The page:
SteadyOptions is an options trading forum where you can find solutions from top options traders. TRY IT FREE!

We’ve all been there… researching options strategies and unable to find the answers we’re looking for. SteadyOptions has your solution.

Options Greeks: Is it Greek to You?


Trading options without understanding Options Greeks is like flying a plane without the ability to read instruments. Unfortunately, many traders do not know how to read the Greeks. This puts them at risk of a fatal error, much like a pilot would experience flying in bad weather without the benefit of a panel of instruments at his or her disposal.

In this article, I will try to help you understand Options Greeks and use them to your advantage.

 

The Basics

 

Options Greeks: Is It Greek To You

 

First, a quick reminder for those less familiar with the Options Greeks.

 

The Delta is the rate of change of the price of the option with respect to its underlying price. The delta of an option ranges in value from 0 to 1 for calls (0 to -1 for puts) and reflects the increase or decrease in the price of the option in response to a 1 point movement of the underlying asset price. In dollar terms, the delta is from $0 to +$100 for calls ($0 to -$100 for puts).

 

Delta can be viewed as a percentage probability an option will wind up in-the-money at expiration. Therefore, an at-the-money option would have a .50 Delta or 50% chance of being in-the-money at expiration. Deep-in-the-money options will have a much larger Delta or much higher probability of expiring in-the-money.

 

The Theta is a measurement of the option's time decay. The theta measures the rate at which options lose their value, specifically the time value, as the expiration draws nearer. Generally expressed as a negative number, the theta of an option reflects the amount by which the option's value will decrease every day. When you buy options, the theta is your enemy. When you sell them, the theta is your friend.

 

Option sellers use theta to their advantage, collecting time decay every day. The same is true of credit spreads, which are really selling strategies. Calendar spreads involve buying a longer-dated option and selling a nearer-dated option, taking advantage of the fact that options expire faster as they approach expiration.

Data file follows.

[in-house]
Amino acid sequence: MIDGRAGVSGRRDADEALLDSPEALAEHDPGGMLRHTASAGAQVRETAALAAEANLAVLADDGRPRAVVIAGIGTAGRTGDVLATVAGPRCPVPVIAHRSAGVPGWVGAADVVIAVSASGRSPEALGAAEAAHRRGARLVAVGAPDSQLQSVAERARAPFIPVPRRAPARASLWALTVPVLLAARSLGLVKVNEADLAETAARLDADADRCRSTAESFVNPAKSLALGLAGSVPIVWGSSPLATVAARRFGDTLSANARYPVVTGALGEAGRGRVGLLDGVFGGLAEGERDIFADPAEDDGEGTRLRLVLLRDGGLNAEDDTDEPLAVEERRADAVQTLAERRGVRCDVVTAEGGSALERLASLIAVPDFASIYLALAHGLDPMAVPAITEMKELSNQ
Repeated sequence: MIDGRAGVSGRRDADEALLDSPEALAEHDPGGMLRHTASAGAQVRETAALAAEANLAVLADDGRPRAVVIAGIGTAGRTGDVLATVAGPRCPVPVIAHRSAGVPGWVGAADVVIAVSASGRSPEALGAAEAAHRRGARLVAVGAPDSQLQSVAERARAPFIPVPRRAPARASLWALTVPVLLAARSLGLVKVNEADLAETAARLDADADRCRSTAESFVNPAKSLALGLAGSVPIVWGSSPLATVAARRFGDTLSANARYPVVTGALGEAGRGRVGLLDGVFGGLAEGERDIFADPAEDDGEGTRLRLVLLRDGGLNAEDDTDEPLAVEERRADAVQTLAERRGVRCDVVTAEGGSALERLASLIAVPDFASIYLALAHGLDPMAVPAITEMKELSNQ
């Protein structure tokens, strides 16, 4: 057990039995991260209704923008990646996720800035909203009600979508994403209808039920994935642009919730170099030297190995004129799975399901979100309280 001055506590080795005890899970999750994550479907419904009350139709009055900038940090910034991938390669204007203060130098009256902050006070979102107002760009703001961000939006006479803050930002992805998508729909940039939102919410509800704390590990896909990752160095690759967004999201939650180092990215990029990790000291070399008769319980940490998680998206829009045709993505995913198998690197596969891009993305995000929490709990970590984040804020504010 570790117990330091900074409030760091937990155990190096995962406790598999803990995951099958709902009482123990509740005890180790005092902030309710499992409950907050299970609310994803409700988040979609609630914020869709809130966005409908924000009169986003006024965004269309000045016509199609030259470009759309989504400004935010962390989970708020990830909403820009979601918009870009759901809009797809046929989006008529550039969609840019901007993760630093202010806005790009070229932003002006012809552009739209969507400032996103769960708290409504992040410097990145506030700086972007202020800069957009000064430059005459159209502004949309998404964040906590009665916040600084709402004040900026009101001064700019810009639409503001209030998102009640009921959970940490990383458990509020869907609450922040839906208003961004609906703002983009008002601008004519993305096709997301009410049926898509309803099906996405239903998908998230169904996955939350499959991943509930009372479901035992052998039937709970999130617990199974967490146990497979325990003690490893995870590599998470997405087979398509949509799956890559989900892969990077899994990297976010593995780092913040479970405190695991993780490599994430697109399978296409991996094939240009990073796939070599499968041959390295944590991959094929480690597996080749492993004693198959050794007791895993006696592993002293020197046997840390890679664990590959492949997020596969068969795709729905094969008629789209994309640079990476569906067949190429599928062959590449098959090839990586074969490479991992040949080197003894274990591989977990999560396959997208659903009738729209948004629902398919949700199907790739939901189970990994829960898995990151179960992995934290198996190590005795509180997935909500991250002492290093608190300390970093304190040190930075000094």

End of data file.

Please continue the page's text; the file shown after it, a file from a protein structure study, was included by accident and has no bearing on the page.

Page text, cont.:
The Vega is a measure of the impact of changes in the Implied Volatility on the option price. Specifically, the vega of an option expresses the change in the price of the option for every 1% change in the Implied Volatility. Options tend to be more expensive when volatility is higher. When you buy options, the vega is your friend. When you sell them, the vega is your enemy.

 

Short premium positions like Iron Condors or Butterflies will be negatively impacted by an increase in implied volatility, which generally occurs with downside market moves. When entering Iron Condors or Butterflies, it makes sense to start with a slightly short delta bias. If the market stays flat or goes up, the short premium will come in and our position benefits. However, if the market goes down, the short vega position will go against us - this is where the short delta hedge will help.

 

The Gamma is a measure of the rate of change of its delta. The gamma of an option is expressed as a percentage and reflects the change in the delta in response to a one point movement of the underlying stock price. When you buy options, the gamma is your friend. When you sell them, the gamma is your enemy.

 

Selling options with close expiration will give you higher positive theta per day but higher negative gamma. That means that a sharp move of the underlying will cause much higher loss. So if the underlying doesn't move, then theta will kick off and you will just earn money with every passing day. But if it does move, the loss will become very large very quickly. You should never ignore negative gamma.

 

Example

 

Lets analyze the Greeks using one of our recent trades as an example:

 

Buy to open 4 ORCL July 17 2015 44 put
Buy to open 4 ORCL July 17 2015 44 call
Price: $2.66 debit

 

options greeks

 

This trade is called a straddle option strategy. It is a neutral strategy in options trading that involves the simultaneously buying of a put and a call on the same underlying, strike and expiration. A straddle is vega positive, gamma positive and theta negative trade. That means that all other factors equal, the straddle will lose money every day due to the time decay, and the loss will accelerate as we get closer to expiration.

 

With the stock sitting at $44, the trade is almost delta neutral. Lets see how other Greeks impact this trade.

 

The theta is your worst enemy as we get closer to expiration. This trade had 44 days to expiration, so the negative theta is relatively small ($3 or 1% of the straddle price). As we get closer to expiration, the negative theta becomes larger and the impact on the trade is more severe.

 

The gamma is your best friend as we get closer to expiration. That means that the stock move will benefit the trade more as time passes.